Sunday, July 20, 2014

Hannah Lyons - Week Three

This week I was able to take a few days off to climb Mt. St. Helens. 
In 1980 Mt. St. Helens erupted, blasting 3,000 ft off it's elevation and collapsing the north side of the mountain. 34 years later the volcano is still active and evidence of the blast is very much present. The trees are growing back and the streams are still finding new paths. 
We camped at the climbers bivouac at 3,700ft, on the southern side of the mountain and started our climb at dawn. The first two miles are through a dense coniferous forest with an elevation gain of 1,000 ft. Clearing the trees it opens up and the trail fades and the boulder fields start. We stopped a few times to snack on sardines and drank plenty of water. The last 100 feet is pumice and dust and with every step you sink back half a step. Although not a technical climb it is very strenuous. After five hours we reached the summit, the rim of the caldera. It was a clear beautiful day and from the top there were magnificent views all around. Mt. Rainier, Mt. Adams, Mt. Hood and Mt. Jefferson were all visible and majestic still covered in snow.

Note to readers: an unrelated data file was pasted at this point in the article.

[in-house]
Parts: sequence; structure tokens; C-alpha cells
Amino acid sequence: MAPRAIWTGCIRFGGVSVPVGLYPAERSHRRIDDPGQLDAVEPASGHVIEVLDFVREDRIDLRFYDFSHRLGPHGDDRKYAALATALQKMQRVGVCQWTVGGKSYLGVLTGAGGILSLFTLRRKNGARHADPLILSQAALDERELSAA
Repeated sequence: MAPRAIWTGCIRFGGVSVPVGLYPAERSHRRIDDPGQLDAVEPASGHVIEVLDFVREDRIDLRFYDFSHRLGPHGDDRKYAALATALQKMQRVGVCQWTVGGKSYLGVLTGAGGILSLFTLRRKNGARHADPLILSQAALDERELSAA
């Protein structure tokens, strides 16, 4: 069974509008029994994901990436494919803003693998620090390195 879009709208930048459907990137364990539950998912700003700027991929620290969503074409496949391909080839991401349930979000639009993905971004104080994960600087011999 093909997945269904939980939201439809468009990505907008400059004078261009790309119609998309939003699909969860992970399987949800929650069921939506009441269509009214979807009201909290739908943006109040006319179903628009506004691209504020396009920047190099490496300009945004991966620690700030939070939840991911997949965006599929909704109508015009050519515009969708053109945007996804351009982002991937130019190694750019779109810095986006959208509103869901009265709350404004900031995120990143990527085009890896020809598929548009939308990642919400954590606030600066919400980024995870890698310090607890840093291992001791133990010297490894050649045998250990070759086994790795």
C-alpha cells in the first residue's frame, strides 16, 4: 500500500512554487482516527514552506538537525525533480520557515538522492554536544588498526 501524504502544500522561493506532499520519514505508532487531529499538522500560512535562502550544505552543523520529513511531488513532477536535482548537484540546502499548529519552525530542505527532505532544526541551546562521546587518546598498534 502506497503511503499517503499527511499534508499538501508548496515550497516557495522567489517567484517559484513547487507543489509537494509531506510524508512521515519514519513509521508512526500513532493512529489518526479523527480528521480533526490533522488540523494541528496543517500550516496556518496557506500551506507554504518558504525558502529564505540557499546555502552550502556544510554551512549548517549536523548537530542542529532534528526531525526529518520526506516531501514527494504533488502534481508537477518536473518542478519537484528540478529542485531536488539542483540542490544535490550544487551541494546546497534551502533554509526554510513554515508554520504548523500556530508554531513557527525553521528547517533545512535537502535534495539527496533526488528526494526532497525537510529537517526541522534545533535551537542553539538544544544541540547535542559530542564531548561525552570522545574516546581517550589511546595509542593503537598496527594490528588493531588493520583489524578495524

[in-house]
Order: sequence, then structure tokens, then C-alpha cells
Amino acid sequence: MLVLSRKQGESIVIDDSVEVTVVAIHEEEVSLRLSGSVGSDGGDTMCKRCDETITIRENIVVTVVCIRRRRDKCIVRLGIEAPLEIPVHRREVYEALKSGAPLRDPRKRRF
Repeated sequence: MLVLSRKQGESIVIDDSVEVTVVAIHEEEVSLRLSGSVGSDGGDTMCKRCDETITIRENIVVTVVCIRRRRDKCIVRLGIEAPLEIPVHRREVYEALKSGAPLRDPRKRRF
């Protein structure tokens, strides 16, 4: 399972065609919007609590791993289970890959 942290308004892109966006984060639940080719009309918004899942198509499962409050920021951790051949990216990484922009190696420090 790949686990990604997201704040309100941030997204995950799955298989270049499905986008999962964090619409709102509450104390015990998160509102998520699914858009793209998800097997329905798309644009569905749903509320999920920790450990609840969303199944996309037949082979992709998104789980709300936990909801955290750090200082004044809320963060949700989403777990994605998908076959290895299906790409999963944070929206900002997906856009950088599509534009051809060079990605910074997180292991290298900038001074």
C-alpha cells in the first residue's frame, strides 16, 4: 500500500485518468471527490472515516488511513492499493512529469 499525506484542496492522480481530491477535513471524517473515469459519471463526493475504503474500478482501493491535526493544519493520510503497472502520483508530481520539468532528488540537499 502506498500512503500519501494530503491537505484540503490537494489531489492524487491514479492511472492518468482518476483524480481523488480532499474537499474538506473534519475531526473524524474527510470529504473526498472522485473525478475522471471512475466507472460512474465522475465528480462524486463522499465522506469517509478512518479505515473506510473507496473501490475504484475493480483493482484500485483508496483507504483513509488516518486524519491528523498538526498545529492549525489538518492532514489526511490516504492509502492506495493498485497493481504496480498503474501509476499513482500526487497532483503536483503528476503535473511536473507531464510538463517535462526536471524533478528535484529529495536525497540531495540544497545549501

Panoramic view from the top. Mt. Rainier center, Mt. Adams right.

After enjoying the view and taking a rest it was time to descend. We were able to glissade (slide) most of the way down on the snow fields. We zoomed by the climbers that were still ascending and it only took two hours to get down. It was so fun!

Sliding down!

After ten miles, seven hours, 4,500 feet of elevation gained (then lost), I was exhausted and feeling so proud that I climbed my first mountain. It was great to come back to the cool and breezy coast for more video monitoring and invertebrate identification.

Me at 8,365 ft with Mt. Rainier in the background. 

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